A man who was critically injured in a grandstand collapse at a synagogue near Jerusalem last month died on Thursday, as police continued to investigate suspicions of criminal negligence surrounding the Givat Ze'ev disaster that claimed the lives of three people so far.
Eliyahu Karpel, 39, woke up from a medically-induced coma last week and was receiving visitors in his hospital room in the Hadassah University Hospital, Ein Karem in Jerusalem. But his condition deteriorated yesterday when he developed a lung infection and cerebral edema, and he died in the intensive care unit. He had no living relatives.
Karpel, a resident of Beitar Illit, was wounded when a grandstand in the synagogue, affiliated with the Karlin Hasidic dynasty, collapsed during a celebration of the Jewish holiday of Shavuot. Karpel was born in Ukraine and immigrated to Israel as a boy after joining the Hasidic sect.
The synagogue in Givat Ze'ev, a settlement north of Jerusalem, was under construction during the mass Shavuot prayer. The grandstand was erected earlier in the day in order to accommodate the hundreds of worshipers. A high-ranking police officer told Haaretz that the builders "did not even use screws to reinforce [the grandstand] and used steel wires instead." The officer added that "whoever allowed them to use [the grandstand] is a criminal."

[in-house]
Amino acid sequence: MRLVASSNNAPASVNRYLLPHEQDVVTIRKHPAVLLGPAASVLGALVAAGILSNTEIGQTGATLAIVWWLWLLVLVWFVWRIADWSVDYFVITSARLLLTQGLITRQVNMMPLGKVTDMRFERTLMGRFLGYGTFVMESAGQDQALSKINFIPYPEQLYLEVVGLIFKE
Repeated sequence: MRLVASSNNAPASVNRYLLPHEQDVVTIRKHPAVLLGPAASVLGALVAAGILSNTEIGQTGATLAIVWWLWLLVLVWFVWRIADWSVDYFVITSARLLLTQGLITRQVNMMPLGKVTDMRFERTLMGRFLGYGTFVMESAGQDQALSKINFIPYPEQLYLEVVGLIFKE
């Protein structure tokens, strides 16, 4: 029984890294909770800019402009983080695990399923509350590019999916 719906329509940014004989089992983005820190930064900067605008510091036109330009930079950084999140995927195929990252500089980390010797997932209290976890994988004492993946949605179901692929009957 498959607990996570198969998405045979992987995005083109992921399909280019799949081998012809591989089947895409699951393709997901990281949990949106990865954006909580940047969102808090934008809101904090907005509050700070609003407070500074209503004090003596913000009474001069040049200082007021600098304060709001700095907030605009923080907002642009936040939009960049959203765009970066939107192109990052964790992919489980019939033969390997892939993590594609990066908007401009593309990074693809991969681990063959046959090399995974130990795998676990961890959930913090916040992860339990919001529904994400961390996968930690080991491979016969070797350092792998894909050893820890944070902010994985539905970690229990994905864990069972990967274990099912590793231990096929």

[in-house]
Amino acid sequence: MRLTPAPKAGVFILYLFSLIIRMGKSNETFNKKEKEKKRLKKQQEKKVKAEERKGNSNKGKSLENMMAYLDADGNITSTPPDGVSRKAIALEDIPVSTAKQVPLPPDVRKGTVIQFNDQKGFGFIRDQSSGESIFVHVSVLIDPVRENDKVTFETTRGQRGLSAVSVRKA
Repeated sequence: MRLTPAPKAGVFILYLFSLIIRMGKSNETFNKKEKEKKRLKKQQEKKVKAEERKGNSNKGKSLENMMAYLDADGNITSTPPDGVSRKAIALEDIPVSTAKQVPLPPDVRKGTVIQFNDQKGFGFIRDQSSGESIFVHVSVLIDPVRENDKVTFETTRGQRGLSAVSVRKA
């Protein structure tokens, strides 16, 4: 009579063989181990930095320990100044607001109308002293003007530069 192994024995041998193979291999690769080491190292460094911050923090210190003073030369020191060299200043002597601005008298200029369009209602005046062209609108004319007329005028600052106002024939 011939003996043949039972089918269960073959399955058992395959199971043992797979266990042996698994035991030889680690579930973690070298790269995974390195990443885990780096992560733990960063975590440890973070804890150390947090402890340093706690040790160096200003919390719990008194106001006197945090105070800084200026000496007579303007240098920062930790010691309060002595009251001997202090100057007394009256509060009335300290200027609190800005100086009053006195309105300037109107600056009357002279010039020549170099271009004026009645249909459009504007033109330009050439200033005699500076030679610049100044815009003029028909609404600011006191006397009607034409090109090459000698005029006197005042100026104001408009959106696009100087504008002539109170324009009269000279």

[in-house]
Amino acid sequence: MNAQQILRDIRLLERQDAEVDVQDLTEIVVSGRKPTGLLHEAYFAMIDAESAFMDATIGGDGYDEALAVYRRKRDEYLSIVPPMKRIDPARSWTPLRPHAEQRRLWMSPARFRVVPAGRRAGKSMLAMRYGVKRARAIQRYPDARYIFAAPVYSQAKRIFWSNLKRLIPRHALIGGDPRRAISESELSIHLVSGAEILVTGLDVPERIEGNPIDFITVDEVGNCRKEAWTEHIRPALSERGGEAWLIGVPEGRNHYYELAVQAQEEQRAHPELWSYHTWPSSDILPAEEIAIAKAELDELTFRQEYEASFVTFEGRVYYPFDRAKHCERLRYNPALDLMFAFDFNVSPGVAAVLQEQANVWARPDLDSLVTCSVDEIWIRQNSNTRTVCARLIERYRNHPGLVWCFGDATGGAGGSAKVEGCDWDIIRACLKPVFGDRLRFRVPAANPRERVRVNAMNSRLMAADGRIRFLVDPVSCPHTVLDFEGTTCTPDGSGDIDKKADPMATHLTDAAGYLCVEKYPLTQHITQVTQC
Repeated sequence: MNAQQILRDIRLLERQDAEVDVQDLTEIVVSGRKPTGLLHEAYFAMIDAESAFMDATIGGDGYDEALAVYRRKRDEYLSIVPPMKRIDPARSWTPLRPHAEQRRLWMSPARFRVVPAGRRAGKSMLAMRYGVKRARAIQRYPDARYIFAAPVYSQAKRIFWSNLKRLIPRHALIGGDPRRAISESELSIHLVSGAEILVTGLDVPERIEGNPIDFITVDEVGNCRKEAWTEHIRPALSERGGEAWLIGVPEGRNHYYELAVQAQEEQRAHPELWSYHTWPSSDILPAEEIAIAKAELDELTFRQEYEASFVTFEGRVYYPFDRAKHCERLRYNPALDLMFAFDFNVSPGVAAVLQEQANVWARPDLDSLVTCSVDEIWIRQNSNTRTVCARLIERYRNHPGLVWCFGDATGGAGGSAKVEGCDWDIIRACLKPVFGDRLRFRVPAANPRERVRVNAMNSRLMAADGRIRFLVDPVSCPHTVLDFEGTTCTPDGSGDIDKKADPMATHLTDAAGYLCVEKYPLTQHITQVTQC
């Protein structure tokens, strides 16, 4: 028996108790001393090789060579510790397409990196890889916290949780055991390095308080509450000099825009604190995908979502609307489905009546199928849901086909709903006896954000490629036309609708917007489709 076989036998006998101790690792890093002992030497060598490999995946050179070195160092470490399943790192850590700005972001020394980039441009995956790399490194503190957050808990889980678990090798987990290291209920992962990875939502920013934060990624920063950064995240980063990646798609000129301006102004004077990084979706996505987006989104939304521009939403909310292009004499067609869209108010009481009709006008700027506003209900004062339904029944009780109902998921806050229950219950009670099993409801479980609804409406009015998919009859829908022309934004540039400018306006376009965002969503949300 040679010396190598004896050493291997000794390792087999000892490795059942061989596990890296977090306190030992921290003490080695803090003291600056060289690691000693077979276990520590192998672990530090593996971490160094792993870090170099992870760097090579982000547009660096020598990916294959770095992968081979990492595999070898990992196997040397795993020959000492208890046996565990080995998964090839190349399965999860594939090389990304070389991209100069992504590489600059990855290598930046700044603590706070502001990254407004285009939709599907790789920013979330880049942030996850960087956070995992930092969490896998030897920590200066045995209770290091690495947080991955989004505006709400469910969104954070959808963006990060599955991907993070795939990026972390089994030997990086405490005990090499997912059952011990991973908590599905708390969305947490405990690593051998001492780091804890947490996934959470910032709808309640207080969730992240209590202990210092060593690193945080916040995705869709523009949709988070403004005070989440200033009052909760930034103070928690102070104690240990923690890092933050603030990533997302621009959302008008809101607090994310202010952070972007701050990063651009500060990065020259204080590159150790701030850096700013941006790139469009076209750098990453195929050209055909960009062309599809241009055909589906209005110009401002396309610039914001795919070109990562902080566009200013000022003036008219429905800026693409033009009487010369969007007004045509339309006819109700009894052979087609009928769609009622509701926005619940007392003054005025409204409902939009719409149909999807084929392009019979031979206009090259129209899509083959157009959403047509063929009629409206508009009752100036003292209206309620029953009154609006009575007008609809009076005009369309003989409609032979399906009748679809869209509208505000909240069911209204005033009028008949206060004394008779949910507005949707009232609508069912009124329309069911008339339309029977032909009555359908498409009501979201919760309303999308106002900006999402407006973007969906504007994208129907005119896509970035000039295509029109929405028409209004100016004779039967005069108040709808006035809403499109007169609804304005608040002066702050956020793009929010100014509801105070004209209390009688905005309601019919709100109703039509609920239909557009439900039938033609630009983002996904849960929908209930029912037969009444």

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The synagogue manager and the engineer that oversaw the grandstand construction were arrested. Police interrogated senior members of the Karlin Hasidic sect, engineers involved in the construction of the grandstand and high-ranking officials of the Givat Ze'ev council. "The synagogue was built without permits, and all the manager and the engineer wanted was to hold the event no matter what, safety be damned," the police told the court in the arrest hearings of the two.
The other two fatalities are Meir Gleiberman, 13, and Rabbi Mordechai Binyamin Rubinstein, 23. About 180 people were wounded in the grandstand collapse, and three are still in hospital, one in serious condition and two in moderate condition.